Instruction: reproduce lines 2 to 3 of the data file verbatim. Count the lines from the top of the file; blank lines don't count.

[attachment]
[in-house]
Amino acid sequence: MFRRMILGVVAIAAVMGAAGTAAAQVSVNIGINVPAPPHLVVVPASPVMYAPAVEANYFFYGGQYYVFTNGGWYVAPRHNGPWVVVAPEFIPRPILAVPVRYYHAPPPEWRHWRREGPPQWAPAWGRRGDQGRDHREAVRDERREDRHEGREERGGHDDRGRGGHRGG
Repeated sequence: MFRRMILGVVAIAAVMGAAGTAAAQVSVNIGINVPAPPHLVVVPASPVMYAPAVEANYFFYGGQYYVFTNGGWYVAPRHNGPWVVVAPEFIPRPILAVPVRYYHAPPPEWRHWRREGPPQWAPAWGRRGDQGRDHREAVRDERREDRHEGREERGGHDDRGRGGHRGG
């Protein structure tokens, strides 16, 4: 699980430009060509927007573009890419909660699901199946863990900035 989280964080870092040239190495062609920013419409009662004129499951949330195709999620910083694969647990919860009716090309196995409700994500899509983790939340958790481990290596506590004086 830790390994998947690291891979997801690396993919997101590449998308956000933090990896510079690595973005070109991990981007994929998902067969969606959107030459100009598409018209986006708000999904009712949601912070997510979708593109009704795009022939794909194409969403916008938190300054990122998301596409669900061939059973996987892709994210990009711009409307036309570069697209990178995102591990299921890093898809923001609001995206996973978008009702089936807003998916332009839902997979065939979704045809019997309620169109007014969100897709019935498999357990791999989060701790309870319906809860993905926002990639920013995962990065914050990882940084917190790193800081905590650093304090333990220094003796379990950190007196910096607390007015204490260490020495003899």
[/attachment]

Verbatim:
Amino acid sequence: MFRRMILGVVAIAAVMGAAGTAAAQVSVNIGINVPAPPHLVVVPASPVMYAPAVEANYFFYGGQYYVFTNGGWYVAPRHNGPWVVVAPEFIPRPILAVPVRYYHAPPPEWRHWRREGPPQWAPAWGRRGDQGRDHREAVRDERREDRHEGREERGGHDDRGRGGHRGG
Repeated sequence: MFRRMILGVVAIAAVMGAAGTAAAQVSVNIGINVPAPPHLVVVPASPVMYAPAVEANYFFYGGQYYVFTNGGWYVAPRHNGPWVVVAPEFIPRPILAVPVRYYHAPPPEWRHWRREGPPQWAPAWGRRGDQGRDHREAVRDERREDRHEGREERGGHDDRGRGGHRGG